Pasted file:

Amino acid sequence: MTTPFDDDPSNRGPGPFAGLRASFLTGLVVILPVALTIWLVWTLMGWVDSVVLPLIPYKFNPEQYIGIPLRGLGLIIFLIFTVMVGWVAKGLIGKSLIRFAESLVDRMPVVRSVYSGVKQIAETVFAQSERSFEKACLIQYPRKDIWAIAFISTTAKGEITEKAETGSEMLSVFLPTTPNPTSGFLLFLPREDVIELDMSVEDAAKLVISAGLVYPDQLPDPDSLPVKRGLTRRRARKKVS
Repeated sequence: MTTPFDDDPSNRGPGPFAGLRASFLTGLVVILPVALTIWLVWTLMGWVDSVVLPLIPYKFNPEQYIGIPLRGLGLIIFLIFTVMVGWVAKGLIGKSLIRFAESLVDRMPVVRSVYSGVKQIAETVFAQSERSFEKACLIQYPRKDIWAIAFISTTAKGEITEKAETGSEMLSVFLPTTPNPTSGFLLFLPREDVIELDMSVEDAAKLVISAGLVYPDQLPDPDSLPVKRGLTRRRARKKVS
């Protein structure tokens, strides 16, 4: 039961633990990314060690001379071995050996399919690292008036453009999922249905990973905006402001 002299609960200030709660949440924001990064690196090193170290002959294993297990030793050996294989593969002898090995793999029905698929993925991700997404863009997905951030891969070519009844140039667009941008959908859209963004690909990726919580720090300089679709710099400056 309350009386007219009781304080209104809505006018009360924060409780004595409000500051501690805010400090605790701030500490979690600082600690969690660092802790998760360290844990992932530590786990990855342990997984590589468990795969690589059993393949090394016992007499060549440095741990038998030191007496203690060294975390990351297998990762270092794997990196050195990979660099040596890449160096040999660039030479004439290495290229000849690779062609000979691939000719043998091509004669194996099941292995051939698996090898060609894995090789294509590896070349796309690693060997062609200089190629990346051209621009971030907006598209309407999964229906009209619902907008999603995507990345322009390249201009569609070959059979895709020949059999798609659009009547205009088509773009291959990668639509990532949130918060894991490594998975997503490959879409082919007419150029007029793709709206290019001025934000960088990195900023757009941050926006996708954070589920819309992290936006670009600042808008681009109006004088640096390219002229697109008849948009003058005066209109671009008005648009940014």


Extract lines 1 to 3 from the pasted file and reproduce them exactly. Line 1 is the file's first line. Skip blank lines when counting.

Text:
Amino acid sequence: MTTPFDDDPSNRGPGPFAGLRASFLTGLVVILPVALTIWLVWTLMGWVDSVVLPLIPYKFNPEQYIGIPLRGLGLIIFLIFTVMVGWVAKGLIGKSLIRFAESLVDRMPVVRSVYSGVKQIAETVFAQSERSFEKACLIQYPRKDIWAIAFISTTAKGEITEKAETGSEMLSVFLPTTPNPTSGFLLFLPREDVIELDMSVEDAAKLVISAGLVYPDQLPDPDSLPVKRGLTRRRARKKVS
Repeated sequence: MTTPFDDDPSNRGPGPFAGLRASFLTGLVVILPVALTIWLVWTLMGWVDSVVLPLIPYKFNPEQYIGIPLRGLGLIIFLIFTVMVGWVAKGLIGKSLIRFAESLVDRMPVVRSVYSGVKQIAETVFAQSERSFEKACLIQYPRKDIWAIAFISTTAKGEITEKAETGSEMLSVFLPTTPNPTSGFLLFLPREDVIELDMSVEDAAKLVISAGLVYPDQLPDPDSLPVKRGLTRRRARKKVS
């Protein structure tokens, strides 16, 4: 039961633990990314060690001379071995050996399919690292008036453009999922249905990973905006402001 002299609960200030709660949440924001990064690196090193170290002959294993297990030793050996294989593969002898090995793999029905698929993925991700997404863009997905951030891969070519009844140039667009941008959908859209963004690909990726919580720090300089679709710099400056 309350009386007219009781304080209104809505006018009360924060409780004595409000500051501690805010400090605790701030500490979690600082600690969690660092802790998760360290844990992932530590786990990855342990997984590589468990795969690589059993393949090394016992007499060549440095741990038998030191007496203690060294975390990351297998990762270092794997990196050195990979660099040596890449160096040999660039030479004439290495290229000849690779062609000979691939000719043998091509004669194996099941292995051939698996090898060609894995090789294509590896070349796309690693060997062609200089190629990346051209621009971030907006598209309407999964229906009209619902907008999603995507990345322009390249201009569609070959059979895709020949059999798609659009009547205009088509773009291959990668639509990532949130918060894991490594998975997503490959879409082919007419150029007029793709709206290019001025934000960088990195900023757009941050926006996708954070589920819309992290936006670009600042808008681009109006004088640096390219002229697109008849948009003058005066209109671009008005648009940014």